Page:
NDB Short Courses
Now in their third year, these two-day courses are intended for those involved in teaching and mentoring within their local associations, and for those who are studying towards the more advanced UK Beekeeping Association assessments. They are led by NDB-qualified tutors and are restricted to small groups, offering a challenging environment in which real learning and useful discussion can take place.
Venues are used which allow courses to be run close to students from most parts of England and Wales. Each venue is equipped with modern teaching and laboratory facilities. Details of local accommodation and transport links can be provided upon request.
|Month||Date||Course Title||Lead Tutor||Venue|
|March||7, 8||Pollen full||Bob Smith||Devon|
|March||15, 16||Behaviour filling||Dan Basterfield||Kent|
|April||6, 7||Microscopy filling||Ken Basterfield||Harper Adams|
|April||6, 7||Seasonal Management filling||Ivor Davis||Harper Adams|
|May||3, 4||Queen Raising full||Dan Basterfield||Devon|
|May||30, 31||Brood Diseases new date||Bob Smith||Devon|
|June||6, 7||Seasonal Management new date||Ivor Davis||Kent|
|June||14, 15||Queen Raising new date||Dan Basterfield||Devon|
Please note that the Harper Adams courses are taking place on the Sunday and Monday of the BBKA Spring Convention weekend.
The fee is now only £75 per student per course due to a generous subsidy from the FERA Healthy Bees Plan. This fee includes all consumables, course handouts, refreshments and a light lunch on both days. For expert tuition by highly-qualified tutors, this represents very good value for money.
BBKA Assessments & NDB Short Courses
The NDB Short Courses can provide valuable discussion, learning, and hands-on experience for those planning to take the BBKA Assessments above Basic level. The following table indicates which Short Courses are relevant to each of the BBKA assessments:
|BBKA Assessment||NDB Short Course|
|Mod 1 - Honeybee Management||Seasonal Management|
|Mod 2 - Products and Forage||Pollen and Nutrition|
|Mod 3 - Honeybee Pests & Diseases||Adult Diseases, Brood Diseases, IPM, Microscopy|
|Mod 5 - Honeybee Biology||Anatomy & Dissection, Microscopy|
|Mod 6 - Honeybee Behaviour||Honeybee Behaviour, Seasonal Management|
|Mod 7 - Queen Raising||Queen Raising & Stock Improvement|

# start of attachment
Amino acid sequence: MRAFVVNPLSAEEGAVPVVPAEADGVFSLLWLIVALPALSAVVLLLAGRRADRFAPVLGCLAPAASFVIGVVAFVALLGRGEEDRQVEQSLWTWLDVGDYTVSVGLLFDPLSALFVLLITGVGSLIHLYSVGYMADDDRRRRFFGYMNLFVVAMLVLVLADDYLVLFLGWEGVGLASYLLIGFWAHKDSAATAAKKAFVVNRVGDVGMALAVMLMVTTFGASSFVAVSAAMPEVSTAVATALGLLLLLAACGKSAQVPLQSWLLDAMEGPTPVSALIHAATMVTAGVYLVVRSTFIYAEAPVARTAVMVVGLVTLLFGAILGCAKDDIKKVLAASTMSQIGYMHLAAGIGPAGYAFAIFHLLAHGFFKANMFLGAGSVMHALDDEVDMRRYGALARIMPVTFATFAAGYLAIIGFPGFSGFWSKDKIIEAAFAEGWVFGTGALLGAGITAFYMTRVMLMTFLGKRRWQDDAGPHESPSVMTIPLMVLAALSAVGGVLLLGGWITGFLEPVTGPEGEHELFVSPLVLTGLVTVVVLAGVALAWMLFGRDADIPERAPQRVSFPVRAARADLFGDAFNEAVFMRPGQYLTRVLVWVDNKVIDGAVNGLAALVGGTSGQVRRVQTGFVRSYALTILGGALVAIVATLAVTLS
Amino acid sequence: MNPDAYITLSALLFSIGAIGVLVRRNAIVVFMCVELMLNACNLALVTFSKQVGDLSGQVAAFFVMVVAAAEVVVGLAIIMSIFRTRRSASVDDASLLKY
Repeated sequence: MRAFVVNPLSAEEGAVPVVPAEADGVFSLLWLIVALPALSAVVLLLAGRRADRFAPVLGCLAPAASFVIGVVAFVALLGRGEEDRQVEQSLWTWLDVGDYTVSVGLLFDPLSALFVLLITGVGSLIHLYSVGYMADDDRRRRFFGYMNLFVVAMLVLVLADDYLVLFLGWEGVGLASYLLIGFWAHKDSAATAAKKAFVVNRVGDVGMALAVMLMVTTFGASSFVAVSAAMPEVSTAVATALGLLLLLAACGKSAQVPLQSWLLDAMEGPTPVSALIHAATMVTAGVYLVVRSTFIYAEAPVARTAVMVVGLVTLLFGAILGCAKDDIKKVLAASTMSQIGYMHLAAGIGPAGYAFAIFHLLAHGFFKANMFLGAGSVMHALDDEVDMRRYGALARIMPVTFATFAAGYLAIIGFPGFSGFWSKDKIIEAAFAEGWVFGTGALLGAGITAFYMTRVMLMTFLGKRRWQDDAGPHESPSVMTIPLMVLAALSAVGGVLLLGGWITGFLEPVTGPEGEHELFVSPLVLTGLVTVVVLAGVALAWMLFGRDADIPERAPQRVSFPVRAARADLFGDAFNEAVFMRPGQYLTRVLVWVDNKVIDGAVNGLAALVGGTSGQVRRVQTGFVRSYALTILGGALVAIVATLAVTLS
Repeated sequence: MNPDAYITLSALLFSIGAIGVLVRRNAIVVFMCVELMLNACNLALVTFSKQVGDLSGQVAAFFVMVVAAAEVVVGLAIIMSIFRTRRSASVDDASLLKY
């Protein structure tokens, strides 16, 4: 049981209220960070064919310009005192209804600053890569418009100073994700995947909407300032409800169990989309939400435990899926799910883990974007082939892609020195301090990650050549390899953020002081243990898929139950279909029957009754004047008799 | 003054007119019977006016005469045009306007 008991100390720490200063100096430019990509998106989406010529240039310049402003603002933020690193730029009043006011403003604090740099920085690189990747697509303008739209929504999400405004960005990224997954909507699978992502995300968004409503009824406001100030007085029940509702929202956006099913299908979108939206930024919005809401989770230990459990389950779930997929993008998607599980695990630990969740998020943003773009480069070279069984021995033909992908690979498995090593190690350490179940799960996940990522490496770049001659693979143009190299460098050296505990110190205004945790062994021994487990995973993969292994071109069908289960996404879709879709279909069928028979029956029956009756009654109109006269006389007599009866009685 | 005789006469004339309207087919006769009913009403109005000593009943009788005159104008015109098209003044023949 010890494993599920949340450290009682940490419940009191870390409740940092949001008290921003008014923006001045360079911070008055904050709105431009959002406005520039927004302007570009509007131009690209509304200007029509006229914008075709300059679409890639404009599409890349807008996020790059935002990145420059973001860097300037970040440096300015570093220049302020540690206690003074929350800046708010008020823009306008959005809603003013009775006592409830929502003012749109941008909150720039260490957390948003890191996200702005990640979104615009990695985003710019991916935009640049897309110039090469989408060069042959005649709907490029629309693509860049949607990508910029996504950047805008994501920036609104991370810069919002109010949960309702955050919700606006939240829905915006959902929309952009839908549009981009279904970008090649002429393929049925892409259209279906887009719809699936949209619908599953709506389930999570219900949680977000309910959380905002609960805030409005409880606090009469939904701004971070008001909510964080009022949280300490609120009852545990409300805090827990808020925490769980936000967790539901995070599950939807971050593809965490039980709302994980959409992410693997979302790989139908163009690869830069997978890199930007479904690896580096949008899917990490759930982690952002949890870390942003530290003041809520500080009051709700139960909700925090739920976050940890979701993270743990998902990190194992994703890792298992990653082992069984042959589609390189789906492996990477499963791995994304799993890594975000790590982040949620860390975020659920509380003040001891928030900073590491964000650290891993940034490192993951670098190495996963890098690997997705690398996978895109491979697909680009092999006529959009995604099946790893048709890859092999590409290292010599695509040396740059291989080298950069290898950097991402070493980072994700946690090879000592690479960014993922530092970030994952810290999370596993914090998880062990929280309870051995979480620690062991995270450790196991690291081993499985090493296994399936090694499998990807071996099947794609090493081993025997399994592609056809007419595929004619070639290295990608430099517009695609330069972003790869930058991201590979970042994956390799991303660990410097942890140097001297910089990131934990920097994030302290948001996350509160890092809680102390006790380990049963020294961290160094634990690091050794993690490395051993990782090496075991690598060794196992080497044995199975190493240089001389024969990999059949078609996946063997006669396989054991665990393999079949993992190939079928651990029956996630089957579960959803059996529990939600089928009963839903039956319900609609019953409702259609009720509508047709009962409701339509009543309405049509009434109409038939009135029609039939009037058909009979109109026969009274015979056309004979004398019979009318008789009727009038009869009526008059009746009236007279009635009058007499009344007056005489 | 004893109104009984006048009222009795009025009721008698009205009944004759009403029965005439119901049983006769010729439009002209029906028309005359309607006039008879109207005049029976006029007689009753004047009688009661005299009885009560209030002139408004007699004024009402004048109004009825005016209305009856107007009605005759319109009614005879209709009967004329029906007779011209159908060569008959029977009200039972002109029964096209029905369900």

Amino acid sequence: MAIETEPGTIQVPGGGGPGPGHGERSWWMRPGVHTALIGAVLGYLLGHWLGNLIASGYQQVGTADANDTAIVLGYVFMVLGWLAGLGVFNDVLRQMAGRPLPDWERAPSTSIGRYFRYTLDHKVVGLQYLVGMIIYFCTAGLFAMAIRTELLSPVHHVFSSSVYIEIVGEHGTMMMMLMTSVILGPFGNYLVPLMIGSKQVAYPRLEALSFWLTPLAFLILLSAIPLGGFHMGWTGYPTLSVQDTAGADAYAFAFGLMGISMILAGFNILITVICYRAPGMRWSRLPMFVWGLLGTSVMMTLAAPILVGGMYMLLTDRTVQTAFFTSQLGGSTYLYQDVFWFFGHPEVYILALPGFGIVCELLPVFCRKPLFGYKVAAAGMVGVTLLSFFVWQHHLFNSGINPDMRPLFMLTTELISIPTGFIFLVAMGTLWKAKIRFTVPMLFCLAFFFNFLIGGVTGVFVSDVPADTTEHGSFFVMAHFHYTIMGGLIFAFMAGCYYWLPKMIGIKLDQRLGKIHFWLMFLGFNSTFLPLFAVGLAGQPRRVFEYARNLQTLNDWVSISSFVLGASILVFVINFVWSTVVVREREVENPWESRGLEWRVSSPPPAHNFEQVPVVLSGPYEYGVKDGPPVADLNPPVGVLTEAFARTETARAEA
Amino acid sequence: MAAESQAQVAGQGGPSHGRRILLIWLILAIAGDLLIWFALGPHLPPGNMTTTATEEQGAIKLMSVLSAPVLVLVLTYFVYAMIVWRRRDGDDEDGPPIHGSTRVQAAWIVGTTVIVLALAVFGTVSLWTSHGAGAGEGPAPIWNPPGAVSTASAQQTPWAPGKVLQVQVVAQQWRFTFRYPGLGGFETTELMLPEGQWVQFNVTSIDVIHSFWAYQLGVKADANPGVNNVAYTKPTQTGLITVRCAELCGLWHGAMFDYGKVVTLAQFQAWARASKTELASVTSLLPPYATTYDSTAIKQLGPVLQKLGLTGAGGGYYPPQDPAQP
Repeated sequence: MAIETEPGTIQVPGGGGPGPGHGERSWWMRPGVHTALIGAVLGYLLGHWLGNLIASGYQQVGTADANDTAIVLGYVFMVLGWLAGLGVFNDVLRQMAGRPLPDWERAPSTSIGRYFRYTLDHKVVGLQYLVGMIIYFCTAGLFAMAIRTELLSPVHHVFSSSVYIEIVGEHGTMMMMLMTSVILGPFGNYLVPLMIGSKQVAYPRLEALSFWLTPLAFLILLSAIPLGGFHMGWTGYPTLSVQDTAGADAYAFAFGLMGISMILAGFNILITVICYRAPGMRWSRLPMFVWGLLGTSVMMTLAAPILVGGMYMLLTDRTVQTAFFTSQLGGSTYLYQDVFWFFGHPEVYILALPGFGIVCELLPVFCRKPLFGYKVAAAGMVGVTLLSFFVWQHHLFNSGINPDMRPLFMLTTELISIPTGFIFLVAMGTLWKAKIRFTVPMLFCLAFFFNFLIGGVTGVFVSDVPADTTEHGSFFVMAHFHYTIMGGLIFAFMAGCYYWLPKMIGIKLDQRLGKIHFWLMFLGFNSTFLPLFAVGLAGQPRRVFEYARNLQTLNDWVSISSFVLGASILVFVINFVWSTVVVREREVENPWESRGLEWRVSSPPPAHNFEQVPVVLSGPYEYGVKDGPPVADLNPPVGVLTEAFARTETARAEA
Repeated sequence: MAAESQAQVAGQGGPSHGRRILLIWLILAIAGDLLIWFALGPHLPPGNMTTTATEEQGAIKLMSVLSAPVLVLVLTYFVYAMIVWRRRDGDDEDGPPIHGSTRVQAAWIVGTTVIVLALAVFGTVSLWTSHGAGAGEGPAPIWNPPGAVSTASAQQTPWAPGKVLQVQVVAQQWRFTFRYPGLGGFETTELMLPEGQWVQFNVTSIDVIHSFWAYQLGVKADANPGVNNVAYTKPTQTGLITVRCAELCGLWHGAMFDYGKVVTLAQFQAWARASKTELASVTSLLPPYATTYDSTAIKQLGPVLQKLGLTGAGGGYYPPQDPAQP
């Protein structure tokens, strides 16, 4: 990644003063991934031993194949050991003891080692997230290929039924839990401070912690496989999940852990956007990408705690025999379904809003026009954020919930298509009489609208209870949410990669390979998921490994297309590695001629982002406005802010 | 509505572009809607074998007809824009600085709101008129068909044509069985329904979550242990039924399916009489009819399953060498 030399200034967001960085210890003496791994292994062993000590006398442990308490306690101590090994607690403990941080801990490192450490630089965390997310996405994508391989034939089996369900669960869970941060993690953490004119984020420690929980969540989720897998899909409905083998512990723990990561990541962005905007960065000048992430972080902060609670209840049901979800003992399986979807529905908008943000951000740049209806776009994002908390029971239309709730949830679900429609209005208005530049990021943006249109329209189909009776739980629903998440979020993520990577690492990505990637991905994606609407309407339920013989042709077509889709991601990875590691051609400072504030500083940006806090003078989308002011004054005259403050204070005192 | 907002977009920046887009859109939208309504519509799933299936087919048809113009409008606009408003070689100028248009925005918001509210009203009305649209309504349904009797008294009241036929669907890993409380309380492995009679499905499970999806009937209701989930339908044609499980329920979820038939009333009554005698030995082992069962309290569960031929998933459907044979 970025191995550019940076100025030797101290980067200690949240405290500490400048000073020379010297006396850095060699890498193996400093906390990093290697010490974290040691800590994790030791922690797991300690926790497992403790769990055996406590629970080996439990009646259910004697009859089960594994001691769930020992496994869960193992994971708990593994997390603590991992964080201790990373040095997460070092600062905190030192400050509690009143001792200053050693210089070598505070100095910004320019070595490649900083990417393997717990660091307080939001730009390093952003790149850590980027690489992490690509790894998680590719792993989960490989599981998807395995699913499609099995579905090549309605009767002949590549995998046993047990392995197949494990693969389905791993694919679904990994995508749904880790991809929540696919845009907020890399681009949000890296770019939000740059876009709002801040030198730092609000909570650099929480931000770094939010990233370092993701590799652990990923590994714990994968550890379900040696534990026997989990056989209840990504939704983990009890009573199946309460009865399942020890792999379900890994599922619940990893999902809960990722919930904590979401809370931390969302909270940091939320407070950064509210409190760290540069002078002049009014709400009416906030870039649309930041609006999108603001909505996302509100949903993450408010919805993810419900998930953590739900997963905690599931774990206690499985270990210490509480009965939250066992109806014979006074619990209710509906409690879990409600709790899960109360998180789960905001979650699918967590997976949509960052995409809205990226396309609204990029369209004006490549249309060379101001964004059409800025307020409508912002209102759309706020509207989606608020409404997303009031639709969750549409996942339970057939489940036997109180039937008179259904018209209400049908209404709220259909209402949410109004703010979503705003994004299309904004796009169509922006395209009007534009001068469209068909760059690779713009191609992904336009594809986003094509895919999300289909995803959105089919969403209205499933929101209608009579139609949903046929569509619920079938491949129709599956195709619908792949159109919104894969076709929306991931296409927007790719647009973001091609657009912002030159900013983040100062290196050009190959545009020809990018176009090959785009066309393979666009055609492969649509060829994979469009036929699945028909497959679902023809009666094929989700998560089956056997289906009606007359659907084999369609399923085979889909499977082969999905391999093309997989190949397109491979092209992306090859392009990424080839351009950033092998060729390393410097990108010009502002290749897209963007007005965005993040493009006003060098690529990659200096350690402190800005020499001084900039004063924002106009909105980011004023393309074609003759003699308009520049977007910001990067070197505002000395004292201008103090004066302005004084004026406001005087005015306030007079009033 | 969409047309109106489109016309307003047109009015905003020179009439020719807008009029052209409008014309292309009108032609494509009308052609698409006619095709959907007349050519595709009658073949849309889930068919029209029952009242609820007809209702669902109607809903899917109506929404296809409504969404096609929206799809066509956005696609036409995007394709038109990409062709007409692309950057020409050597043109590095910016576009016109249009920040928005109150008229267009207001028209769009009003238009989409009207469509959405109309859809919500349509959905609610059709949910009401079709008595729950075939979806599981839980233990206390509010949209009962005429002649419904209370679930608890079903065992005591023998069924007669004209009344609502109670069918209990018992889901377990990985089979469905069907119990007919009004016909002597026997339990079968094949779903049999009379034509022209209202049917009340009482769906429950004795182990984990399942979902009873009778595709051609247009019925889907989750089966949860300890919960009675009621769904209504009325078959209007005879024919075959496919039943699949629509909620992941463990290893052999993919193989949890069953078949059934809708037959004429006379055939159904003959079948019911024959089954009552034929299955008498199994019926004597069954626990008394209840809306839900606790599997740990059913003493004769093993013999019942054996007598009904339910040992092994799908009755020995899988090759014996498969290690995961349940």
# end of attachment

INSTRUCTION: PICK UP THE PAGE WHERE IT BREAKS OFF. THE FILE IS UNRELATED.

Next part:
|General Husbandry||Seasonal Management|
|Advanced Husbandry||Queen Raising & Stock Improvement, Seasonal Management, Teaching for Beekeepers|
|Microscopy||Adult Diseases, Brood Diseases, Microscopy, Pollen and Nutrition|
Short Course application forms
Each training centre has a host who coordinates arrangements and handles course bookings. Please print, complete, and return the form appropriate to your chosen course centre:
Joining instructions with course outline, what to bring, and venue information will be sent to students shortly before each course.
The following summaries give an indication of what is covered in each Short Course:
Adult Bee Diseases
We will develop an understanding of how colony health is affected by Acarine, Amoeba, Nosema, and the common viruses, and how these disorders can be managed. Practical work will complement this by providing field diagnosis and laboratory skills to allow positive diagnoses to be made, supporting timely and appropriate treatments.
Anatomy and Dissection
Studying honeybee anatomy helps beekeepers understand how bees have are able to carry out the many and varied tasks they perform. Honeybees have been evolving for 100 million years and have become superbly adapted to survive and prosper in their environment. The aim of this course is to study, explore and gain an understanding of honeybee anatomy and to learn the techniques required to carry out successful dissection.
This is a version of the 'Adult Bee Diseases' course with the emphasis on training Branch Microscopists who can lead or assist with diagnostic services for a local Association. With an introduction/refresher to the compound and dissecting microscopes, we practice the diagnosis of Acarine, Amoeba, and Nosema diseases. Treatment strategies and recommendations are outlined. Sampling of adult bees and storage/postage of samples is discussed, along with the logistics of running an Association 'Nosema Day' to encourage awareness and diagnosis of potential problems.